Recent developments in DNA sequencing have enabled the large and complex genomes of many crop species to be determined for the first time, even those previously intractable due to their polyploid nature. Indeed, over the course of the last two years, the genome sequences of several commercially important cereals, notably barley and bread wheat, have become available, as well as those of related wild species. While still incomplete, comparison to other, more completely assembled species suggests that coverage of genic regions is likely to be high. Ensembl Plants (http://plants.ensembl.org) is an integrative resource organising, analysing and visualising genome-scale information for important crop and model plants. Available data includes reference genome sequence, variant loci, gene models and functional annotation. For variant loci, individual and population genotypes, linkage information and, where available, phenotypic information, are shown. Comparative analyses are performed on DNA and protein sequence alignments. The resulting genome alignments and gene trees, representing the implied evolutionary history the gene family, are made available for visualisation and analysis. Driven by the use case of bread wheat, specific extensions to the analysis pipelines and web interface have recently been developed to support polyploid genomes. Data in Ensembl Plants is accessible through a genome browser incorporating various specialist interfaces for different data types, and through a variety of additional methods for programmatic access and data mining. These interfaces are consistent with those offered through the Ensembl interface for the genomes of non-plant species, including those of plant pathogens, pests and pollinators, facilitating the study of the plant in its environment.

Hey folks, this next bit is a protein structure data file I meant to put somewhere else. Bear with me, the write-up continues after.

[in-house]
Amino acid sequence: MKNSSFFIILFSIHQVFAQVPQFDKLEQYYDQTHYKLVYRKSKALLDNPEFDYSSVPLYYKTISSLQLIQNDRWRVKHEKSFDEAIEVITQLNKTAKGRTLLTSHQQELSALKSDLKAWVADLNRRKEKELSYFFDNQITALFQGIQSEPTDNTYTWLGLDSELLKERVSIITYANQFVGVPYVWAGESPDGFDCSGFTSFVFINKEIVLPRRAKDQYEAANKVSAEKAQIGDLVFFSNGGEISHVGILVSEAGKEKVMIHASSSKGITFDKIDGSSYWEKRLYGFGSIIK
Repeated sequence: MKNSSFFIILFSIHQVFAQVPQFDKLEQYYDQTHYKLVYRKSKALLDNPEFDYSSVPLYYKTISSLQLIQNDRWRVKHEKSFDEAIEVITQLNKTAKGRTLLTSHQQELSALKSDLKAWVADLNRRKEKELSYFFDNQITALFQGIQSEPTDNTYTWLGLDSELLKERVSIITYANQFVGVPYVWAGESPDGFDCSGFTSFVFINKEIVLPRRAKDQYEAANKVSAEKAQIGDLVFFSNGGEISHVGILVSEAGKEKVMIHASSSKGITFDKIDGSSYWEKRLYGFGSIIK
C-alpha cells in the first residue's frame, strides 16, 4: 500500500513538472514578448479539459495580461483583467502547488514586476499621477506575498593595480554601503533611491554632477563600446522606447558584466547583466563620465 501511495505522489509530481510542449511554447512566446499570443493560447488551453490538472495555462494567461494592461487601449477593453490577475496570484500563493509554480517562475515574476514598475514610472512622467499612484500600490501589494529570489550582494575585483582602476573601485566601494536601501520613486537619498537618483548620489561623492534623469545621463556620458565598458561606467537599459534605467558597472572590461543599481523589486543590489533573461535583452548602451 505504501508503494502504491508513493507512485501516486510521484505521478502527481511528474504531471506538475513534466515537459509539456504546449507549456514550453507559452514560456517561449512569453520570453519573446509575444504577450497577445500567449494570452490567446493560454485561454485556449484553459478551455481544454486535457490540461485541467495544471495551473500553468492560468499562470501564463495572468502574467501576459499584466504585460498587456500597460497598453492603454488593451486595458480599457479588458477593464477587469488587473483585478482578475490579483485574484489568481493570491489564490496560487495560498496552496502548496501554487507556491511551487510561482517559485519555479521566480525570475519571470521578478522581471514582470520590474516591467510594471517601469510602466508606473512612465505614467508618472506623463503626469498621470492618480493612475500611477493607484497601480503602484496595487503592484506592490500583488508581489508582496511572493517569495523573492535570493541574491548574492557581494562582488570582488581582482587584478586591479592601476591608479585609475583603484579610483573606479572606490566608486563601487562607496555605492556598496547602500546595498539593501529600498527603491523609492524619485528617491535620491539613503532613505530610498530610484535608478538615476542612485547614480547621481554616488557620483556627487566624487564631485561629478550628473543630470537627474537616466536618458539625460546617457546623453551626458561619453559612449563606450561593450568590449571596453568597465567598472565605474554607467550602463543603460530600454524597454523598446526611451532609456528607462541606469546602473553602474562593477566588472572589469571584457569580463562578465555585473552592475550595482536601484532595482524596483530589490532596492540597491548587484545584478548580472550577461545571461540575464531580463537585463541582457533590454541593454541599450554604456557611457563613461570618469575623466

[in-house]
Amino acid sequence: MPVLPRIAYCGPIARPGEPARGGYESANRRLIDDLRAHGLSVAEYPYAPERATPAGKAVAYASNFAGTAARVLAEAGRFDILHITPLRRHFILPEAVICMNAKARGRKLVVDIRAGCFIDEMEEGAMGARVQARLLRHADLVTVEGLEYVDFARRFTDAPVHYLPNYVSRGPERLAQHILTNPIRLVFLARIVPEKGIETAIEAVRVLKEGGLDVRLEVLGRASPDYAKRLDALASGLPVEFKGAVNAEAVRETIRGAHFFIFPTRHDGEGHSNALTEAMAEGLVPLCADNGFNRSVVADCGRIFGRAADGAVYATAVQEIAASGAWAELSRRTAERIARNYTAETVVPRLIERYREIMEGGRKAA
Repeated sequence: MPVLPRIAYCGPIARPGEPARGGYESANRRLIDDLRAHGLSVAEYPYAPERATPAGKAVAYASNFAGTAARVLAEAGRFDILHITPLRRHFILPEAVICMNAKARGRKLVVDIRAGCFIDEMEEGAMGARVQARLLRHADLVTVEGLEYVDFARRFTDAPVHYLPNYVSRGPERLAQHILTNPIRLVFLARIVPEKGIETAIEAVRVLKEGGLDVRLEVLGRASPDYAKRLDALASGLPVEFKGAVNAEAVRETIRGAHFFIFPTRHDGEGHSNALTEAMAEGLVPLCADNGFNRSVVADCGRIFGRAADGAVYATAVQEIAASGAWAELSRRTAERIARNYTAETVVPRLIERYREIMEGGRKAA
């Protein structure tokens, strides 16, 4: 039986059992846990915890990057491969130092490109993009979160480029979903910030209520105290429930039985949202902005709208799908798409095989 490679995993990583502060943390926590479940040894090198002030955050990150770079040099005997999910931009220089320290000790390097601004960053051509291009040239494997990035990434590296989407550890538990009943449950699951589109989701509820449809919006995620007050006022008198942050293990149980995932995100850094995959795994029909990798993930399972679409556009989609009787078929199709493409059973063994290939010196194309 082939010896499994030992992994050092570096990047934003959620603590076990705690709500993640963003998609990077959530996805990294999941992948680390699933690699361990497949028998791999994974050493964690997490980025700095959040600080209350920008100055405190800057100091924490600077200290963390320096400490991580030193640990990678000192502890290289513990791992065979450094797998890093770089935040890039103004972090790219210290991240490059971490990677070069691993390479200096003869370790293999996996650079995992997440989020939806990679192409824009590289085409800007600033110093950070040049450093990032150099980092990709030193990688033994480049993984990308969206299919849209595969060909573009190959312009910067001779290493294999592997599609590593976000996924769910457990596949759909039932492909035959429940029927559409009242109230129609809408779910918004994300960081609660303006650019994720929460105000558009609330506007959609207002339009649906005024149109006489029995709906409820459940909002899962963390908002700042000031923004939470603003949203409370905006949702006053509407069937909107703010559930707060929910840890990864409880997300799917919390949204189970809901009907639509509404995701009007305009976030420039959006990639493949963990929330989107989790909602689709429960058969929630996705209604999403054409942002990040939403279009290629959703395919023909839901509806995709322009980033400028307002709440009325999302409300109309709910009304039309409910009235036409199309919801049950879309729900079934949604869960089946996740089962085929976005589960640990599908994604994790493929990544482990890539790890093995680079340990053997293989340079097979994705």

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- 18 Dec 2019: We're pleased to announce PanLingua, a new tool that enables you to search for machine-translated bioRxiv preprints using more than 100 different languages.
- 21 May 2019: PLOS Biology has published a community page about Rxivist.org and its design.
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